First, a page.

Africa’s largest mobile operator by subscribers said in a quarterly update on Thursday that certain conditions related to the transaction had not been met, which led to the company’s decision.
Chief Financial Officer Ralph Mupita said on a call with reporters that the bid for MTN’s stake in the business had been unsolicited, and it was for now no longer being held for sale.
“In the longer term, if somebody came with a very attractive offer for the business, we’ll apply our minds then,” he said.
A 15 billion rand ($1.00 billion) divestment plan is making “steady process”, Mupita said, adding that the company was in advanced discussions around the disposal of a 49% holdings in ATC Ghana and ATC Uganda, which it values at 7 billion rand and 8 billion rand, respectively.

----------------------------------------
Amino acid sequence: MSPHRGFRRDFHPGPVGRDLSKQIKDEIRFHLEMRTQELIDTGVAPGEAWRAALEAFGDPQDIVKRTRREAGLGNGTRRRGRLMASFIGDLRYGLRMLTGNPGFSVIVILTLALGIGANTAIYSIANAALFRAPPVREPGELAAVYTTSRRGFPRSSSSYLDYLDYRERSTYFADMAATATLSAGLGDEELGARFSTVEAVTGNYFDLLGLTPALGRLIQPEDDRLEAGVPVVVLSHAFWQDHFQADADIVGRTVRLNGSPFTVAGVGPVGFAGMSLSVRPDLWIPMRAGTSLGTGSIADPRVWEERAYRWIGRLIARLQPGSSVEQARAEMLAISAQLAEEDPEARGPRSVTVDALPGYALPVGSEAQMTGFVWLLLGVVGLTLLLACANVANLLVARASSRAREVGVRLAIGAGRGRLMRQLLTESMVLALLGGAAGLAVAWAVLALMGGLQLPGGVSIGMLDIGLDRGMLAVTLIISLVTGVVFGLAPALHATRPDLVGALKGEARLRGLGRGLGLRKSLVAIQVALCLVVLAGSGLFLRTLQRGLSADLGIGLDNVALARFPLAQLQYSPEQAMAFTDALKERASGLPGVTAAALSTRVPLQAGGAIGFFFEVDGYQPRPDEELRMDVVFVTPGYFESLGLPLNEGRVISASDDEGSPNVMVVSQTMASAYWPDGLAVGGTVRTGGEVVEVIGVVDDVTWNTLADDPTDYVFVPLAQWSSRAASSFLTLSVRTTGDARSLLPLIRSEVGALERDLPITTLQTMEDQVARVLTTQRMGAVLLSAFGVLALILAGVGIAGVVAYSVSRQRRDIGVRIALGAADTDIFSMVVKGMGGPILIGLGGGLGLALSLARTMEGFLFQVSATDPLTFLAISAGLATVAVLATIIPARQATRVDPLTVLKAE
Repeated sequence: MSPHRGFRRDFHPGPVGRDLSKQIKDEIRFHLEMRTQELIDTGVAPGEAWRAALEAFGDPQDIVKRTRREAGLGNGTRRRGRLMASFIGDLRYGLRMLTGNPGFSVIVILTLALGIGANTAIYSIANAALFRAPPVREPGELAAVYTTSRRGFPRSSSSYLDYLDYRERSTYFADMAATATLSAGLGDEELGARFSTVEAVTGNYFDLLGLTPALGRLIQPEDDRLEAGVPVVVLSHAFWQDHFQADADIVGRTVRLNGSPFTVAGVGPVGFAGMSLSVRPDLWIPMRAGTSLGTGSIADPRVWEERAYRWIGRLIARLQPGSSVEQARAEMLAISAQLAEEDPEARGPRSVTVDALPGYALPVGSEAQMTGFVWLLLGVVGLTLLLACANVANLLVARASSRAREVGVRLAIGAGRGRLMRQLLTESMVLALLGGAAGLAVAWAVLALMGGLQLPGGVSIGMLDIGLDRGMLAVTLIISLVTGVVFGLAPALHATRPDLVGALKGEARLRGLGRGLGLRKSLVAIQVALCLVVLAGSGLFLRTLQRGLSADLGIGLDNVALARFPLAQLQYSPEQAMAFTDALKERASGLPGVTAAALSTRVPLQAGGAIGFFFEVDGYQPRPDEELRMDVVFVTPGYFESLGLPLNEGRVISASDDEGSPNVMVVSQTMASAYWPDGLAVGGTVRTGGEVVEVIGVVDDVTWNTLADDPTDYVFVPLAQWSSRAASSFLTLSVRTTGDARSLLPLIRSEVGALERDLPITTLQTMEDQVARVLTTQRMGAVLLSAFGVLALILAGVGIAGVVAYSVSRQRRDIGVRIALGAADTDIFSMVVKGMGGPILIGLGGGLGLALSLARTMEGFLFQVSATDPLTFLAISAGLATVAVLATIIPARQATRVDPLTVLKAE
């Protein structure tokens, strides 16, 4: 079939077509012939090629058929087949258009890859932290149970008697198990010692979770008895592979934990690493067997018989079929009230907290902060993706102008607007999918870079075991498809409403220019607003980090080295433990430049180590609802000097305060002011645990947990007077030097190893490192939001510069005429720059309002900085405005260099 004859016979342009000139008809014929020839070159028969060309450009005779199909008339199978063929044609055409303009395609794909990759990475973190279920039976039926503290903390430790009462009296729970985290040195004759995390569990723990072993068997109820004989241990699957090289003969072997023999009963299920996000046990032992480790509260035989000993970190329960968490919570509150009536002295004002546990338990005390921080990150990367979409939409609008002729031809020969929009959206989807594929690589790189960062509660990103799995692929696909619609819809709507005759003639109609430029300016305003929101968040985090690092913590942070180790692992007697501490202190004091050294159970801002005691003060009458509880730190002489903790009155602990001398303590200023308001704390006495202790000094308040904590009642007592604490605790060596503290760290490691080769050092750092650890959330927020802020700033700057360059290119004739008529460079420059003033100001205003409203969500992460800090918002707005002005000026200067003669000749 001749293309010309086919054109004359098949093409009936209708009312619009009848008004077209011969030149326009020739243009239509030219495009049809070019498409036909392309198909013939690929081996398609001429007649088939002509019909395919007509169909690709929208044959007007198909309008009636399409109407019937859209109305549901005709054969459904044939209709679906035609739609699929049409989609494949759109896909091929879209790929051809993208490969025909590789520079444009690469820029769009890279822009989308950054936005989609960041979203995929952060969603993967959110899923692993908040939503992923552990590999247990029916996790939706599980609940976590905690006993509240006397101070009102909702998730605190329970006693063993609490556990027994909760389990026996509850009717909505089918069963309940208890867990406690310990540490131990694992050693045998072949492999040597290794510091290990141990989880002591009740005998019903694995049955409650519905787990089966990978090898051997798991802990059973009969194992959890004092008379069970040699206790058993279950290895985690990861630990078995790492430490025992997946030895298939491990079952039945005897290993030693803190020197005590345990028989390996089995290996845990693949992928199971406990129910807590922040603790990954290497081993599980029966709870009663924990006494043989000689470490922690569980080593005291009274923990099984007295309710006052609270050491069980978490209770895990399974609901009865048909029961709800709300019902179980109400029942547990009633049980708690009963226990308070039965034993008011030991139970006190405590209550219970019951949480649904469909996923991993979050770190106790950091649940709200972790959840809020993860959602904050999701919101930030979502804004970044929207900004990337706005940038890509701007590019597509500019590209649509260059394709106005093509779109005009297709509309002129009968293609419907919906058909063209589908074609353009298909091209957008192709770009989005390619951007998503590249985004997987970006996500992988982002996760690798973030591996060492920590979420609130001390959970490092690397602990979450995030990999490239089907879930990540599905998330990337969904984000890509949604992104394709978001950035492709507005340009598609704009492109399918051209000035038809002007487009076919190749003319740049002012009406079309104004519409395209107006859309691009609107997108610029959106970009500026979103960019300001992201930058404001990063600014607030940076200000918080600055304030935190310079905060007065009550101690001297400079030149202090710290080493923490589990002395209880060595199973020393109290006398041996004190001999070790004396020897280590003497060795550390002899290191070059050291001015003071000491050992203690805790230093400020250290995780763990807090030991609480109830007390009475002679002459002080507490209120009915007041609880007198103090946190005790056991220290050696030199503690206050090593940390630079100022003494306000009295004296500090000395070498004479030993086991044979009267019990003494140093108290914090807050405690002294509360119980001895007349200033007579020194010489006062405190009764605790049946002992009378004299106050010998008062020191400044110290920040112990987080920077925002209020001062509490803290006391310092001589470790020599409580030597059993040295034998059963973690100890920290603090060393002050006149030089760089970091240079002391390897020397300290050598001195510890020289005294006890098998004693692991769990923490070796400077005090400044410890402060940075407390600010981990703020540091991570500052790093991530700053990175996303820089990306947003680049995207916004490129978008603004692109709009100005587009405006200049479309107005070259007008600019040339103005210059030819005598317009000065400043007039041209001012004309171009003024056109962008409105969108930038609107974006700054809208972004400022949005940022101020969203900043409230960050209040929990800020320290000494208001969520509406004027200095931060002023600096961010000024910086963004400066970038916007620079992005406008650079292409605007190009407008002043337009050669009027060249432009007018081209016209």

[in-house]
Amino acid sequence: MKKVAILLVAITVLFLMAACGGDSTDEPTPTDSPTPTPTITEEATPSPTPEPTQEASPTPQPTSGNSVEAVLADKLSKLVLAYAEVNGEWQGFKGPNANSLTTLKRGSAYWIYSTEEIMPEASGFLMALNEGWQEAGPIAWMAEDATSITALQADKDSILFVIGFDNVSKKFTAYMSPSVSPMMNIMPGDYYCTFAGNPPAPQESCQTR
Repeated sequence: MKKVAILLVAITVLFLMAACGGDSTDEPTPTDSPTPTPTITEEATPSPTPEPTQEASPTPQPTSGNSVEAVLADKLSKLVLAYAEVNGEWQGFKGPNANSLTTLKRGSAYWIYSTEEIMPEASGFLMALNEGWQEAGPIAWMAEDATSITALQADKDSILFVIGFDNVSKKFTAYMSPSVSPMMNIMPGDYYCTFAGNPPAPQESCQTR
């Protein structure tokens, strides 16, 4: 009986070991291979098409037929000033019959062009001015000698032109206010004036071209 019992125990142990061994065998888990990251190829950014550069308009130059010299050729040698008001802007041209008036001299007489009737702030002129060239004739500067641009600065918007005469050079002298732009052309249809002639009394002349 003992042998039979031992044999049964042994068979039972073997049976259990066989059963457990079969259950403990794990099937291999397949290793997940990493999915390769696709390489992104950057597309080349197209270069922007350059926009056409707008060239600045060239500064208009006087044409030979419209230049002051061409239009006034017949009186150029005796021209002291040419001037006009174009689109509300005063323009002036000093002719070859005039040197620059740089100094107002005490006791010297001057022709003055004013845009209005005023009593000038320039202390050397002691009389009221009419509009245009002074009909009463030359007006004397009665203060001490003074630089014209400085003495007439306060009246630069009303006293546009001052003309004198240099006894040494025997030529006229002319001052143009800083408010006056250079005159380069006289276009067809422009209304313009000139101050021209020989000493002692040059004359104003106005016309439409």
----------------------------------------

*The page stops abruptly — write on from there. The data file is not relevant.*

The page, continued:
MTN is reviewing a raft of investments under a three-year plan that includes shedding loss-making e-commerce assets and exiting countries where it has no prospect of reaching the top-two spots in terms of market share.
It is aimed at slimming the company down and honing its focus on high-growth markets on the continent and in the Middle East after clashes with regulators in Nigeria, Uganda and elsewhere crimped growth.
It said on Thursday its service revenue for the nine-months to Sept. 30 rose by 9.6% year-on-year, buoyed by strong performances from its Nigeria and Ghana operations.
However, in its home market South Africa, where a sluggish economy, high unemployment and rising living costs have hurt consumer finances, service revenue over the period was flat.
($1 = 14.9979 rand)
Reporting by Emma Rumney; Editing by Muralikumar Anantharaman and Rashmi Aich